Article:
What would the dosage for Boneset be ? Will I find it in any pharmacy ?

    Should I also buy Xue-fu-zhu-yu-tang to fight lung mets which are by now likely to be there ?
    Again what dosage ?
    Anything to be added for pain control ? If yes, what dosage ?

    Binny is 8 years old, weights 47.4 pounds and is otherwise in good health.

    Any other recommendation would be very welcome.
    I read that Maggie went for a year before amputation, but she had no lung mets.
    What do you think Binny’s prognosis would be without amputation and the above treatment ?

    Thank you very much for your time !
    Warmest regards,


  16. Lena McCullough, DVM Says:

    Hi Mimi,
    I’m so sorry about Binny. I hope she ends up having quality time left. Without amputation I find that the largest issue is pain. Usually they have pain at the time of diagnosis and most dogs I have worked with who do not go through amputation are euthanized because of pain (even if we can keep the cancer in check herbally) within 3-6 months of diagnosis. If Binny is healthy otherwise you might want to reconsider amputation, because of the pain factor.

    When you click on any of the formulas or supplements in this article you should find individual articles that explain the dosages I use and also have links to buy products through, Holley pharmacy(for the artemisinin), etc. I realized that I didn’t have enough info in the article on Hoxsey so I added information to clarify dosage and how much boneset to add. Depending on how big civilization is you may or may not be able to find these products. The chinese ones are best found in Chinatown. The SanSheDan is the only one I don’t have a good link for buying online. You should probably need a good herbal store (not in Chinatown) to find Hoxsey. Let me know if you need more help after reading through the articles on the individual herbs.

    The best pain control is going to be the western meds but boneset will also help.

    best wishes,

  17. Mimi Says:

    Hi Lena,

    Thank you very much for your prompt reply.
    Everything clear on the Hoxsey and Boneset dosage front, thank you !

    You obviously desagree with the idea that amputation won’t buy any time, which is the main reason why our vet is against it.
    According to the statistics, cancer has already spread to the lungs at diagnosis in 95 % of the cases.
    Supposing the cancer has already spread, if amputation is performed, followed by your treatment, how much quality time will it buy Binny according to your experience ?

    We have no problem with amputation, one of our dogs had his front leg amputated because of a melanoma, he had a very good quality life for a full year before the battle was lost. We were very happy we had opted for it.

    I will keep you up to date,

    Thank you sincerely,

  18. Lena McCullough, DVM Says:

    Hi Mimi,
    Some thoughts on amputation. One is that all the dogs I have seen not go through amputation are in quite a bit of pain even before it becomes so bad that their people choose euthanasia. I truthfully have never had a dog in my care die of lung mets from this disease, and that is why I push people to amputate if it is possible. That being said almost all the dogs I have treated are also getting acupuncture as well as the herbals I talk about in this article. I have had a couple dogs just on herbs, one was put down about seven months after amputation because of mobility issues , one died of something else unrelated shortly after amputation (exposure to a toxic product) . All the dogs I have worked with where amputation was not done have been put down for pain not lung mets. Without herbals, most dogs die of lung mets before the pain gets bad enough to euthanize. I also have one dog i currently treat, Lou, who came to me with lung mets (different cancer than bone cancer) who is still here and happy over a year and a half later. So in my opinion herbs can significantly increase survival times which is why I push amputation for bone cancer. However it is difficult for me to completely separate the herbs from the acupuncture since most dogs in my care are receiving both. Every dog I have worked with who has had cancer, has ended up living at least double prognosis (for bone cancer this would be six months), often times more, except dogs with hemangiosarcoma.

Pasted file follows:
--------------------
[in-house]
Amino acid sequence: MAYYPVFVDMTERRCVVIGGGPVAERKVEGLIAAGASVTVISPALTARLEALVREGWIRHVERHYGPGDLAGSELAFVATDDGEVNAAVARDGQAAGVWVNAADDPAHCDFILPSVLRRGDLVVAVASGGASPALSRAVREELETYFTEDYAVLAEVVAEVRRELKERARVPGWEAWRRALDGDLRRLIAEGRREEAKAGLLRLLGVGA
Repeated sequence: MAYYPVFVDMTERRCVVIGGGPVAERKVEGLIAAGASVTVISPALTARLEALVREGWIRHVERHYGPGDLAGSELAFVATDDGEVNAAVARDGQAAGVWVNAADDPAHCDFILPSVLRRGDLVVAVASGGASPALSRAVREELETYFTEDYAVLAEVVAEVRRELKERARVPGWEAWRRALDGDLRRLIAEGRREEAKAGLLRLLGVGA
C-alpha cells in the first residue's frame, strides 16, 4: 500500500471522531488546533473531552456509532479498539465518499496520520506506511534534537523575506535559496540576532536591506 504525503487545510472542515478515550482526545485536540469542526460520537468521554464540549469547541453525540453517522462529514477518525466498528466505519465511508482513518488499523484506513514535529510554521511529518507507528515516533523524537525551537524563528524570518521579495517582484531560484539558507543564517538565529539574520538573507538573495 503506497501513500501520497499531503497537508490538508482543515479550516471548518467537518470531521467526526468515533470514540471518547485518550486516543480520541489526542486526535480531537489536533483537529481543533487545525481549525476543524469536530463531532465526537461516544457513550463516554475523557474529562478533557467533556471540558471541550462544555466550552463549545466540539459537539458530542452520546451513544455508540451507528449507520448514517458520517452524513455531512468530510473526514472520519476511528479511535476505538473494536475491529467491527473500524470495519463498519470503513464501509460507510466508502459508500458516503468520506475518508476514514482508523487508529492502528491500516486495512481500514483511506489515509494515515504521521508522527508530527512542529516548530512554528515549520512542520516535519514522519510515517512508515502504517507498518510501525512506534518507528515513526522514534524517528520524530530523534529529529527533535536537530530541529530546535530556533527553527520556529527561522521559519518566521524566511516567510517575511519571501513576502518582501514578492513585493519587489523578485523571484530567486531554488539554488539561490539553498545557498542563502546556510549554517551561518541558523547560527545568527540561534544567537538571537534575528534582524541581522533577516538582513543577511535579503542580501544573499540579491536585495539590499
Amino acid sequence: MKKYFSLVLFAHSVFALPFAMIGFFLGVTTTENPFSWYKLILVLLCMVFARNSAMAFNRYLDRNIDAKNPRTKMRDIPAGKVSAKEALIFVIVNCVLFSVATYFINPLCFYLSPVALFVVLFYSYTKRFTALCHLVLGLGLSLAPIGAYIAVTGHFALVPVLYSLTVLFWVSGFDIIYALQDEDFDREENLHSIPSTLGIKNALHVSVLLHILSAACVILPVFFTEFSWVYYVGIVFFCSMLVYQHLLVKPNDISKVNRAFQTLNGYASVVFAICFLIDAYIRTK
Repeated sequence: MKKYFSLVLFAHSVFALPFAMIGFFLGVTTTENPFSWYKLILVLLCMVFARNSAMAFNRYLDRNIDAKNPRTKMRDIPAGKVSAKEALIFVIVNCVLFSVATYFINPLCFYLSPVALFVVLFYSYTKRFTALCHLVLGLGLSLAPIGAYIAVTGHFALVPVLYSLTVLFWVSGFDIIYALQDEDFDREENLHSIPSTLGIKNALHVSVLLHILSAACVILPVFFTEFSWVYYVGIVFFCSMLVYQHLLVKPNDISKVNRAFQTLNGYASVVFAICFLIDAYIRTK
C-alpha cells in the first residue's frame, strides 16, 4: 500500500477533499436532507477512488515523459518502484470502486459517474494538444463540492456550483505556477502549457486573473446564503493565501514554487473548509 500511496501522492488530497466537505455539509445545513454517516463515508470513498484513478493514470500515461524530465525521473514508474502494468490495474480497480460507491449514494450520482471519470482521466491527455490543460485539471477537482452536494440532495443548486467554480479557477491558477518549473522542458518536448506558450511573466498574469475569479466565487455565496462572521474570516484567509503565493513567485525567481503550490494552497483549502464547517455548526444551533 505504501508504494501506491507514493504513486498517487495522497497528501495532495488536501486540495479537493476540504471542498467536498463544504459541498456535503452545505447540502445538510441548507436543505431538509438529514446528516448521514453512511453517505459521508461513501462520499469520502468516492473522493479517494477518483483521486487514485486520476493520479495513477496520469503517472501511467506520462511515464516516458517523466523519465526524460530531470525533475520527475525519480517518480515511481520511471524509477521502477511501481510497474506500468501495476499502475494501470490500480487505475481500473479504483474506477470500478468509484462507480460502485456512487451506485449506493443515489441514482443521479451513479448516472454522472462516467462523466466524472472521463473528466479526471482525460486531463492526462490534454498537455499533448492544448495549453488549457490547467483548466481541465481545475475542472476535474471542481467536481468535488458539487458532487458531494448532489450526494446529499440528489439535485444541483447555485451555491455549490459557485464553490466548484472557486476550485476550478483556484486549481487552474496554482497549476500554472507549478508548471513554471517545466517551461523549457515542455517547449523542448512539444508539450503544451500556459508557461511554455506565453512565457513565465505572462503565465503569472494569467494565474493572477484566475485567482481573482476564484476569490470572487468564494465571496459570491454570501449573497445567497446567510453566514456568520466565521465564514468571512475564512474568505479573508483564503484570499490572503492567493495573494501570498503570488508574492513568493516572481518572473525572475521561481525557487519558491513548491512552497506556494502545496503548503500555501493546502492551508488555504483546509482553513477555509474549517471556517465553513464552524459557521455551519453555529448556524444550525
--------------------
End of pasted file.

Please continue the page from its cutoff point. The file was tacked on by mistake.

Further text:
I know it is not an easy decision and there is always a lot of uncertainly with cancer.

    Hope this helps.
    best wishes,

  19. Mimi Says:

    This really helps, thank you so much.
    I will keep you informed.

    Warmest regards,

  20. Mimi Says:

    Hi Lena,

    I am very happy to inform you that we decided to go ahead with the amputation, Binny is scheduled for tomorrow.

    I will keep you informed.
    Thank you,

  21. Lena McCullough, DVM Says:

    I really hope everything goes well. The first week after surgery can be hard on everyone. Usually by the second they are up and running again. Thinking good thoughts!
    best wishes,

  22. Adrienne Says:

    Hello Lena, my boxer Lola was diagnosed with stage 1 osteosarcoma in her lower jaw back in June of this year. Before we did anything her oncologist recommended that she do a chest x ray to check for spread and also a cat scan of the jaw to see where to direct the surgery. She said the chest x ray showed no spread of the cancer so removal of half of the lower jaw would be the best fit.